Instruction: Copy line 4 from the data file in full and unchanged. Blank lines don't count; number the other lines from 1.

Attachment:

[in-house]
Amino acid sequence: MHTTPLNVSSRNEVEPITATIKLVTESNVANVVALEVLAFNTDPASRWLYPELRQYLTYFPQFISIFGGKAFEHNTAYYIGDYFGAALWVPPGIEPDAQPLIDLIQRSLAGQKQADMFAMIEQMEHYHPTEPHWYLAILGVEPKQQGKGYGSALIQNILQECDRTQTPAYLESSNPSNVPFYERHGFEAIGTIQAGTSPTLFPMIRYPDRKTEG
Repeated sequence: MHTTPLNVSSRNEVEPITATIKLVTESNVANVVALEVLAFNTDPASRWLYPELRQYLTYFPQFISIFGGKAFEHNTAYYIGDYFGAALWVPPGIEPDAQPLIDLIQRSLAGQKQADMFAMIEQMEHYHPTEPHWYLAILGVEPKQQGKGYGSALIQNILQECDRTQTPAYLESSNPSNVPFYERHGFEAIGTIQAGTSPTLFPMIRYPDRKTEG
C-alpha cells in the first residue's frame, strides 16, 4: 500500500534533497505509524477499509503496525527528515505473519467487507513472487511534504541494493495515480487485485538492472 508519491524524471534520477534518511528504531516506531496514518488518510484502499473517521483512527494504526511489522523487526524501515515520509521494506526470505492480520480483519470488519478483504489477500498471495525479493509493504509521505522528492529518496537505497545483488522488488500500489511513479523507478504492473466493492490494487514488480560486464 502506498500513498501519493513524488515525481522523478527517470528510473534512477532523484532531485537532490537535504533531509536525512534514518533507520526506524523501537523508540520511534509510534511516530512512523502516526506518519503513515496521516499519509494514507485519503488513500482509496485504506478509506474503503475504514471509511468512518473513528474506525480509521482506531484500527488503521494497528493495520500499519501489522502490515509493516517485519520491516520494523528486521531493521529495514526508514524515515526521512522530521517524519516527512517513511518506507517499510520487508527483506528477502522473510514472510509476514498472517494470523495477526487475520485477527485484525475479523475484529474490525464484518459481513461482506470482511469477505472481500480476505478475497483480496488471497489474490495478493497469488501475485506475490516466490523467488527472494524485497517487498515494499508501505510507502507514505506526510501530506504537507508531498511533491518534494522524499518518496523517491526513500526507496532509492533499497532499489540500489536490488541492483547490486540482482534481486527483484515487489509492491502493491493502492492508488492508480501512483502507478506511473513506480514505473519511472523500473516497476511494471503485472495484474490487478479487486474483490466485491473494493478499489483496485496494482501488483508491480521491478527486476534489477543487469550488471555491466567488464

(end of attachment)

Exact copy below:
C-alpha cells in the first residue's frame, strides 16, 4: 500500500534533497505509524477499509503496525527528515505473519467487507513472487511534504541494493495515480487485485538492472 508519491524524471534520477534518511528504531516506531496514518488518510484502499473517521483512527494504526511489522523487526524501515515520509521494506526470505492480520480483519470488519478483504489477500498471495525479493509493504509521505522528492529518496537505497545483488522488488500500489511513479523507478504492473466493492490494487514488480560486464 502506498500513498501519493513524488515525481522523478527517470528510473534512477532523484532531485537532490537535504533531509536525512534514518533507520526506524523501537523508540520511534509510534511516530512512523502516526506518519503513515496521516499519509494514507485519503488513500482509496485504506478509506474503503475504514471509511468512518473513528474506525480509521482506531484500527488503521494497528493495520500499519501489522502490515509493516517485519520491516520494523528486521531493521529495514526508514524515515526521512522530521517524519516527512517513511518506507517499510520487508527483506528477502522473510514472510509476514498472517494470523495477526487475520485477527485484525475479523475484529474490525464484518459481513461482506470482511469477505472481500480476505478475497483480496488471497489474490495478493497469488501475485506475490516466490523467488527472494524485497517487498515494499508501505510507502507514505506526510501530506504537507508531498511533491518534494522524499518518496523517491526513500526507496532509492533499497532499489540500489536490488541492483547490486540482482534481486527483484515487489509492491502493491493502492492508488492508480501512483502507478506511473513506480514505473519511472523500473516497476511494471503485472495484474490487478479487486474483490466485491473494493478499489483496485496494482501488483508491480521491478527486476534489477543487469550488471555491466567488464